She said she was proud that many Aboriginal and Torres Strait Islander families now had three generations of university graduates.
Barnes was made an officer of the Order of Australia for his volunteer work and services to the performing arts community, alongside fellow musicians Nick Cave and Paul Kelly.
“No matter what day we celebrate Australia Day, let’s celebrate it together and give thanks to the original inhabitants of this vast country,” Barnes said. “We are lucky to be sharing it with them.”
The singer, who immigrated to Australia from Scotland as a five-year-old, also used the accolade to make a veiled comment about Australia’s immigration policy. “There are new children arriving and trying to reach our lucky country every day and I hope that we can all work together to help them find their dream too,” he said.
“I never take for granted how great Australia is and how well I have been treated here so thank you for this chance at making a good life.”
Immigration was the central issue for the television host Andrew O’Keefe, made a member of the Order of Australia for work as an ambassador and past chairman of White Ribbon and his work with the Migration Council.
O’Keefe said he felt bashful about accepting an award “for simply doing the right thing”, adding: “But I’ll accept it anyway.”
The Weekend Sunrise host – who was branded “unwatchable” by Senator Pauline Hanson after he told her former One Nation deputy David Oldfield the threat of radical Islam in Australia had been “blown out of all proportion” – said Australia should be mature enough to discuss immigration and the events of 26 January without one side being branded “un-Australian”.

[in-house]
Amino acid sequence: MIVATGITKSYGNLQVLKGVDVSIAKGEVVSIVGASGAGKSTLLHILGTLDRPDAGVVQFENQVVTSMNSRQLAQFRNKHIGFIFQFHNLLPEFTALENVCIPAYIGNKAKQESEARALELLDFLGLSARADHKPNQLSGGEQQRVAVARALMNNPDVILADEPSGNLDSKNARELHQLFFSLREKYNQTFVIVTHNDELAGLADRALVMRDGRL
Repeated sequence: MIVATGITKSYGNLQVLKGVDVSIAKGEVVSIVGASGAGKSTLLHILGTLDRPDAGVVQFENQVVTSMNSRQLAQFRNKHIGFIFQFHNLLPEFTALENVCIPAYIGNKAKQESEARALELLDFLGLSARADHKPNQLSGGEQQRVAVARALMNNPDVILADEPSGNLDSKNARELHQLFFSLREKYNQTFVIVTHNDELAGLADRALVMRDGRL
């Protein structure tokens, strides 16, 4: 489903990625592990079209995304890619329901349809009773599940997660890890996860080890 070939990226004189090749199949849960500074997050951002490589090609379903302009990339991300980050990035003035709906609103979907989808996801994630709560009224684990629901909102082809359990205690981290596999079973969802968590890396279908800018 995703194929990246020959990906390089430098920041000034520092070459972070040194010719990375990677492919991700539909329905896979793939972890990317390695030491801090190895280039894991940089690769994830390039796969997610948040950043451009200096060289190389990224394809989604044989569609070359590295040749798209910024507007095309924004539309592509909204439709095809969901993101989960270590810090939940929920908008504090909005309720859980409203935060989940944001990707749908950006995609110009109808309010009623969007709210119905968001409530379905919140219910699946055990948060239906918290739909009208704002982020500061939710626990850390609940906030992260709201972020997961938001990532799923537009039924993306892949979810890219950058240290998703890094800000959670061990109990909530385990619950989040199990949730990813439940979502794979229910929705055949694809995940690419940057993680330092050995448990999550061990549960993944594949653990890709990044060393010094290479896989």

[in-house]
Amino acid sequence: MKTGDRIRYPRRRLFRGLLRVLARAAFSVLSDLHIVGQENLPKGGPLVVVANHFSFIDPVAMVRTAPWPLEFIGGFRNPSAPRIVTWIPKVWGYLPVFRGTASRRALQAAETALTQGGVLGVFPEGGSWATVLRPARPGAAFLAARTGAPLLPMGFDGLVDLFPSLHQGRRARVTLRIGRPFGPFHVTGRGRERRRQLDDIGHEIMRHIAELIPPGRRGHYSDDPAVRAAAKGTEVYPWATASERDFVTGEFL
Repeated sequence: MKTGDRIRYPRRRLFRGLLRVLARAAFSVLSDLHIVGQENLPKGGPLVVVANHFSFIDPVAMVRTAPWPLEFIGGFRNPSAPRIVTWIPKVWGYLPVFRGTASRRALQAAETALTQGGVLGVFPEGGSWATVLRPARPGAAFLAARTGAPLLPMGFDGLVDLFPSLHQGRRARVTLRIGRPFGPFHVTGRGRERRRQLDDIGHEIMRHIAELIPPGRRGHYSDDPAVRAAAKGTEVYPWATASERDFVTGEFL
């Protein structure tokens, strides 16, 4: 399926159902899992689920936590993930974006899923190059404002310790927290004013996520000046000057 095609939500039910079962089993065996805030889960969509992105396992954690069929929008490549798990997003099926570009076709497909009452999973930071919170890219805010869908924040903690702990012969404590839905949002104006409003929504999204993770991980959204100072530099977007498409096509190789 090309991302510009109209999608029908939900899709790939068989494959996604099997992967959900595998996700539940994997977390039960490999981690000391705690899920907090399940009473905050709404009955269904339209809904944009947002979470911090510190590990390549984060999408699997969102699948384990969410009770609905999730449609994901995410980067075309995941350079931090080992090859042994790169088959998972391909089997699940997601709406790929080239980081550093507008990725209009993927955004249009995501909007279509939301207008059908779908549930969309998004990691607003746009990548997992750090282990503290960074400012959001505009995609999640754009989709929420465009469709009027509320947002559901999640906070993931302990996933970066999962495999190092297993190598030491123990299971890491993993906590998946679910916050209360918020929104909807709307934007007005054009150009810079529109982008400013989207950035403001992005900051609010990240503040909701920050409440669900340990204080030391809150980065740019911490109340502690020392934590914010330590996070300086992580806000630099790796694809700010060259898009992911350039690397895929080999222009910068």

“Regardless of the rights and wrongs of that event, regardless of the positives or negatives of the outcomes of that event, it was an invasion,” O’Keefe said. “The land was taken. There were so many deliberate atrocities for our first people that I fully understand why commemorating that is hurtful to Aboriginal people.”
He added that it was “not for him” to say whether the date should change.
The Queensland woman and stolen generations member Patricia Lees, made a member of the Order of Australia, does not support the campaign to change the date and said she was not troubled about accepting an award on 26 January. She said the date of a public holiday was far down the list of priorities for Aboriginal and Torres Strait Islander people in her community, who are more focused on jobs, health and family violence.
“I am a person of mixed heritage, my father is Irish … I think the way of it is, you have got to let that stuff go,” she said.
Lees was taken from her mother, a Torres Strait Islander woman, in 1958, when she was 10 years old. She was placed in an orphanage, then moved to Palm Island because she was “too black”.
“Of course, at Palm Island, I had the opposite problem – I was too white,” she said.
Lees joined the navy and moved to Melbourne at 18, married at 20, moved to Mount Isa, and has spent the past 38 years volunteering and working at Injilinji Aged Care. The accolade, she said, has been “well-earned”.
Her husband, Terry Lees, was given a medal of the Order of Australia for his volunteer work in mental health.
“You can see what it’s like at our household,” Lees said. “It’s good we had our children all those years ago because we don’t have those openings now, we pass each other in the hallway when we go out to help the community.”